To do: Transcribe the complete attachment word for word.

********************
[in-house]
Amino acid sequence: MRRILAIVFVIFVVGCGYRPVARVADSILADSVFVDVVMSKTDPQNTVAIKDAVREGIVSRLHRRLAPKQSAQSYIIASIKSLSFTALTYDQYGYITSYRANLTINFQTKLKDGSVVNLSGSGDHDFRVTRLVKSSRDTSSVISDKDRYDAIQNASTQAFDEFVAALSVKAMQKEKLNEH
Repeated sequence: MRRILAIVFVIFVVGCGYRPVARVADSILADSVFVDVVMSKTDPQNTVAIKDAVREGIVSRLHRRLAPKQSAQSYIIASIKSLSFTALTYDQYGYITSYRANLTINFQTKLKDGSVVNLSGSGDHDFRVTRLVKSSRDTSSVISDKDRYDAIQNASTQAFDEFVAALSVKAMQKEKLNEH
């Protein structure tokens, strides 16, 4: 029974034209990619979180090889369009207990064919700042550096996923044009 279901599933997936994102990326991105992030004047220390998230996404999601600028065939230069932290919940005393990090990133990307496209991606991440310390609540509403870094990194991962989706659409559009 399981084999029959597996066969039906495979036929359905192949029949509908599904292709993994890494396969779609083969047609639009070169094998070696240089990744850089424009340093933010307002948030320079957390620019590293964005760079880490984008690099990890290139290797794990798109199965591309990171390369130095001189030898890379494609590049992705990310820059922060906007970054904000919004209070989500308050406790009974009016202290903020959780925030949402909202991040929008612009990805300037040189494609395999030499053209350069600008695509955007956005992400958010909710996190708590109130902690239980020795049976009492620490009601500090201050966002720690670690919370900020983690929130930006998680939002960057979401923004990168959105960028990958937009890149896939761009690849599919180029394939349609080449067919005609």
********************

[in-house]
Amino acid sequence: MRRILAIVFVIFVVGCGYRPVARVADSILADSVFVDVVMSKTDPQNTVAIKDAVREGIVSRLHRRLAPKQSAQSYIIASIKSLSFTALTYDQYGYITSYRANLTINFQTKLKDGSVVNLSGSGDHDFRVTRLVKSSRDTSSVISDKDRYDAIQNASTQAFDEFVAALSVKAMQKEKLNEH
Repeated sequence: MRRILAIVFVIFVVGCGYRPVARVADSILADSVFVDVVMSKTDPQNTVAIKDAVREGIVSRLHRRLAPKQSAQSYIIASIKSLSFTALTYDQYGYITSYRANLTINFQTKLKDGSVVNLSGSGDHDFRVTRLVKSSRDTSSVISDKDRYDAIQNASTQAFDEFVAALSVKAMQKEKLNEH
């Protein structure tokens, strides 16, 4: 029974034209990619979180090889369009207990064919700042550096996923044009 279901599933997936994102990326991105992030004047220390998230996404999601600028065939230069932290919940005393990090990133990307496209991606991440310390609540509403870094990194991962989706659409559009 399981084999029959597996066969039906495979036929359905192949029949509908599904292709993994890494396969779609083969047609639009070169094998070696240089990744850089424009340093933010307002948030320079957390620019590293964005760079880490984008690099990890290139290797794990798109199965591309990171390369130095001189030898890379494609590049992705990310820059922060906007970054904000919004209070989500308050406790009974009016202290903020959780925030949402909202991040929008612009990805300037040189494609395999030499053209350069600008695509955007956005992400958010909710996190708590109130902690239980020795049976009492620490009601500090201050966002720690670690919370900020983690929130930006998680939002960057979401923004990168959105960028990958937009890149896939761009690849599919180029394939349609080449067919005609």